President Obama’s new Homeland Security boss dismissed the GOP’s focus on building a border fence with Mexico as the answer to the nation's illegal immigration problem and urged Congress to OK a “path to citizenship” because 11.5 million illegals “are not going away.”
In a major address to explain his agenda, Jeh Johnson on Friday also said that the government should shift from mass deportations to removing those who pose a national security threat. “We must prioritize our resources on those who represent threats to national security, public safety and border security,” he said in an address to the Wilson Center.
Despite broad GOP opposition to a comprehensive immigration reform, Johnson said that giving illegal immigrants a chance at U.S. citizenship is the solution.
“There are an estimated 11.5 million undocumented immigrants living in this country. They are not going away. They are not going to ?self-deport.' Most have been here for years. Many have come here as children,” he said, in a knock at 2012 GOP presidential candidate Mitt Romney's deportation plan.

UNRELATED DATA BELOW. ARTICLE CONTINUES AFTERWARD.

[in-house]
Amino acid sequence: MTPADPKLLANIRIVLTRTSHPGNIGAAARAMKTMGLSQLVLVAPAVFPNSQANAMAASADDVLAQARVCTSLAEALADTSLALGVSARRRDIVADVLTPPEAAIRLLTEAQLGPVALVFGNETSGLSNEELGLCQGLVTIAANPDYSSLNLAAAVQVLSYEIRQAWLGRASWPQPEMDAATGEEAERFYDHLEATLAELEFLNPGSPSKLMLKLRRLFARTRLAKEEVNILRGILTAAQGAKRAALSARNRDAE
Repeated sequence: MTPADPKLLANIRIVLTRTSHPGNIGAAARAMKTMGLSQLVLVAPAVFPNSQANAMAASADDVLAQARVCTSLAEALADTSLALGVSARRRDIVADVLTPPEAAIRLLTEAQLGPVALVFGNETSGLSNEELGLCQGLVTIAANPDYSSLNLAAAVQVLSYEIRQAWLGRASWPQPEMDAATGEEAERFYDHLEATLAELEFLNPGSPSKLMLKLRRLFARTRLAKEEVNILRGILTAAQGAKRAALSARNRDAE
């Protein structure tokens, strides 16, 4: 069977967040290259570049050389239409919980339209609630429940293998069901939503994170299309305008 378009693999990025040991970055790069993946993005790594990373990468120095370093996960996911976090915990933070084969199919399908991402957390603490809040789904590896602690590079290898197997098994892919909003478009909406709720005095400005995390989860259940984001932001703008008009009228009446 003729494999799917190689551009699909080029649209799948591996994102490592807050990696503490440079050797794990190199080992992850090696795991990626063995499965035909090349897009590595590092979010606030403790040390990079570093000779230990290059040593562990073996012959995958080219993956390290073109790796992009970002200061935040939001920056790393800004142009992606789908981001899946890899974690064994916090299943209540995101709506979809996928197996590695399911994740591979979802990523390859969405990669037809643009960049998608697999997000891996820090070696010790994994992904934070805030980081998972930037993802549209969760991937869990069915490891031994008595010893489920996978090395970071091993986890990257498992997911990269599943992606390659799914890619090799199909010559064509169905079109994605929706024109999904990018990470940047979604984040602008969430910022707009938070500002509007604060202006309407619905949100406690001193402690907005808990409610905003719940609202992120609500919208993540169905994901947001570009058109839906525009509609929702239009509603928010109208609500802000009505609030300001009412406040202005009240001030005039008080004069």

Instead, he said that illegals should be put in line behind others seeking U.S. citizenship.
“We should encourage these people to come out of the shadows of American society, pay taxes and fines, be held accountable, and be given the opportunity to get on a path to citizenship like others. This is not a special path to citizenship as I see it; it is an opportunity to get in line behind those who are here legally. This is not rewarding people for breaking the law; it is giving them the opportunity to get right with the law. And it is preferable to what we have now.”
And it's better than dumping more money on border fences, he said, explaining that high-tech is the answer.
“The answer is not simply to build longer or taller fences. As my predecessor used to say, show me a 50- foot fence and I will show you a 51-foot ladder. Border-control experts preach an intelligence-driven, risk-based approach that focuses resources on the places where our surveillance and intelligence tells us the threats to border security exist, and be prepared to move when the threat moves,” said Johnson.
His comments are not likely to push House and Senate GOP leaders to shift course and pursue immigration reform this year, ahead of the midterm elections.Paul Bedard, the Washington Examiner's "Washington Secrets" columnist, can be contacted at email@example.com.